Georgia Riverkeepers Present Solutions to Tri-State Water War: Charting a New Course for Georgia’s Water Security
Contact: Mary Harrison, Upper Chattahoochee Riverkeeper 404.352-9828×email@example.com or
Gordon Rogers, Flint Riverkeeper firstname.lastname@example.org
July 15 – Atlanta, GA – Today, three environmental groups charged with protecting Georgia’s Chattahoochee, Coosa, and Flint Rivers issued a call to action to the state’s gubernatorial candidates, insisting on the need for a change of course in resolving the Tri-State Water Wars and providing for metro Atlanta’s water supply. The Coosa Riverkeeper, Flint Riverkeeper, and Chattahoochee Riverkeeper – with the support of riverkeeper groups throughout the state – issued a three-point plan entitled Charting a New Course for Georgia’s Water Security.
On July 17, 2009, the Judge Paul Magnuson ruled that Lake Lanier is not authorized for metro Atlanta water supply and gave Georgia three years to reach an agreement with Alabama and Florida on how to allocate water use in the lake. Speaking at today’s Media Briefing, Sally Bethea, Upper Chattahoochee Riverkeeper, said, “Unless we change course soon, Georgia faces a major water security crisis in two years. Our next governor and state leaders must break the deadlock which has marked the last 20 years of this conflict.”
By most accounts, negotiations between the three states are apparently at a standstill, and various costly solutions have been posed to supply metro Atlanta with water, such as transferring water from other rivers. According to Gordon Rogers, Flint Riverkeeper, “Based on our decades of experience protecting Georgia’s waterways, we believe Georgia and its neighbors can reach a mutually beneficial water-sharing agreement without sacrificing our communities or the rivers they depend upon.”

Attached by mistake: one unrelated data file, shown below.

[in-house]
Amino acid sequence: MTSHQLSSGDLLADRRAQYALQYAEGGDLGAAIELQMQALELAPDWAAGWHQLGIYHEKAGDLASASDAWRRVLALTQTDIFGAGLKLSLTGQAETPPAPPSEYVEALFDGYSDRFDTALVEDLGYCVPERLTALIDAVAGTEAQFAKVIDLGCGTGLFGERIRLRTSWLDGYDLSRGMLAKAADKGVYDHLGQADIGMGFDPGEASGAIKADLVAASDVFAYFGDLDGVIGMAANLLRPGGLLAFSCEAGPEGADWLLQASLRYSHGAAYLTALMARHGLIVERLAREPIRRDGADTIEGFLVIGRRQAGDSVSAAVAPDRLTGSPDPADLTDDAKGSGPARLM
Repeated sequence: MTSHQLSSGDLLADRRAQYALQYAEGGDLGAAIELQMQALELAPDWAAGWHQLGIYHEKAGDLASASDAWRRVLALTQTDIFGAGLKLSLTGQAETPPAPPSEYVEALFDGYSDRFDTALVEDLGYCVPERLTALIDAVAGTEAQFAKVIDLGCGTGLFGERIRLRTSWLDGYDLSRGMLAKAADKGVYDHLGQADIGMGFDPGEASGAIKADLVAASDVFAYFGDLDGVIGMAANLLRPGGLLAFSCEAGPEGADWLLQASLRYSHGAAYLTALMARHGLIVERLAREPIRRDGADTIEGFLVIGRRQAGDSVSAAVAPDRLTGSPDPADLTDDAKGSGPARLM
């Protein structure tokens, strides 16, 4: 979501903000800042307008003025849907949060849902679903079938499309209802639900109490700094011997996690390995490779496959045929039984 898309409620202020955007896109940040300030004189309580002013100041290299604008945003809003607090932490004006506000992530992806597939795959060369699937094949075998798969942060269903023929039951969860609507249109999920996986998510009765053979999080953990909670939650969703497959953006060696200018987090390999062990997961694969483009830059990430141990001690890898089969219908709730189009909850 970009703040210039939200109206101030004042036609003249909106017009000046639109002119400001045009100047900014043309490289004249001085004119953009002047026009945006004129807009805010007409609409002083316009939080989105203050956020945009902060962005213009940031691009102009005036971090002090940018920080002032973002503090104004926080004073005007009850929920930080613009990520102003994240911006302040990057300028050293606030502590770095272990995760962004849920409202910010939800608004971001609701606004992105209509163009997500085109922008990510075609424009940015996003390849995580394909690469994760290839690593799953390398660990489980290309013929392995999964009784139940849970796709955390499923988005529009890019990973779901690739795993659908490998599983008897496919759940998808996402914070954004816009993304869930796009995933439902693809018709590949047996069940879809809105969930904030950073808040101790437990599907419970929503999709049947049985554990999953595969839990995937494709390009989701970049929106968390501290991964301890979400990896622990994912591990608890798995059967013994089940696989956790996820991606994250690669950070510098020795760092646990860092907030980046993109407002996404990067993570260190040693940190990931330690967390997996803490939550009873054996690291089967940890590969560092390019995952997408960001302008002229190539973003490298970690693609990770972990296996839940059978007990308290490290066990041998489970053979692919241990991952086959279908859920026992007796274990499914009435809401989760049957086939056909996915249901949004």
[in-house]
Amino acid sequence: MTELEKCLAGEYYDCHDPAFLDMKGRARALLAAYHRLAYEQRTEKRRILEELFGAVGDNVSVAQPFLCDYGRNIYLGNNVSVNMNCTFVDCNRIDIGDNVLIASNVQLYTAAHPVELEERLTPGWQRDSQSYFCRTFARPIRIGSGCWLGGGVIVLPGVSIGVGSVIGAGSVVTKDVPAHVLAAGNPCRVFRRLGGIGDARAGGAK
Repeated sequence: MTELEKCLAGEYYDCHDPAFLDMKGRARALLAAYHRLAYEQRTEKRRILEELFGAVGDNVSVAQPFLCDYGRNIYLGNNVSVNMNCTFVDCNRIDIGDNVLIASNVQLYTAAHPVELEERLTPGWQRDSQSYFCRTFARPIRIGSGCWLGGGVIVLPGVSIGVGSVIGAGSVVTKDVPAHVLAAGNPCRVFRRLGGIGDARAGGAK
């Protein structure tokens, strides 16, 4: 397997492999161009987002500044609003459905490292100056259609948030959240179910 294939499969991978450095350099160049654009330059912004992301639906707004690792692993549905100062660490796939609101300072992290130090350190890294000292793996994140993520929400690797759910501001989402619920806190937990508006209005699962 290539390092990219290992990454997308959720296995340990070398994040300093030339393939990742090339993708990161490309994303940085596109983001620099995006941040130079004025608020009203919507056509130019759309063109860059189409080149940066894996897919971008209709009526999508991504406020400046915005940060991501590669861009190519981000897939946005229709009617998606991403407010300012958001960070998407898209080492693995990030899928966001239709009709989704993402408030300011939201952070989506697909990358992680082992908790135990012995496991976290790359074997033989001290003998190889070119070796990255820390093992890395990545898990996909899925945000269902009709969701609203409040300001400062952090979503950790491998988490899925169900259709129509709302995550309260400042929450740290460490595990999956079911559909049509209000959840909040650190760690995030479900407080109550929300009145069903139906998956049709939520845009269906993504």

The riverkeeper’s plan has three main components – the three Rs: RESPECT, REVEAL, and REDUCE. Speaking at today’s briefing, Joe Cook of the Coosa River Basin Initiative (and Coosa Riverkeeper) elaborated on the first point in the plan: RESPECT. “For too long,” he said, “many of our leaders have pitted the needs of metro Atlanta against the needs of everyone downstream, in Georgia and beyond. We must demonstrate respect for downstream communities, including respecting their rights to enough clean water, a sustainable environment, and future prosperity.”
The plan also calls on Georgia’s next governor to reject secrecy and confidentiality agreements, and engage Georgia’s stakeholders openly and fully in the negotiating process – REVEAL.
Finally, the groups say we must do much more to REDUCE our water demand, especially in metro Atlanta, including leak detection and repair, conservation pricing mechanisms, retrofits, and energy efficiency programs.
Other riverkeepers present at today’s event included Savannah Riverkeeper, Tonya Bonitatibus, who said, “The riverkeepers have come up with viable solutions, and we encourage our next Governor to ensure a solution for metro Atlanta doesn’t come at the expense of the rest of the state.”
The media briefing was held today, July 15, at 1:30 pm at Trees Atlanta’s Kendeda Center, 225 Chester Avenue, Atlanta, GA. Trees Atlanta’s Kendeda Center is a platinum LEED center.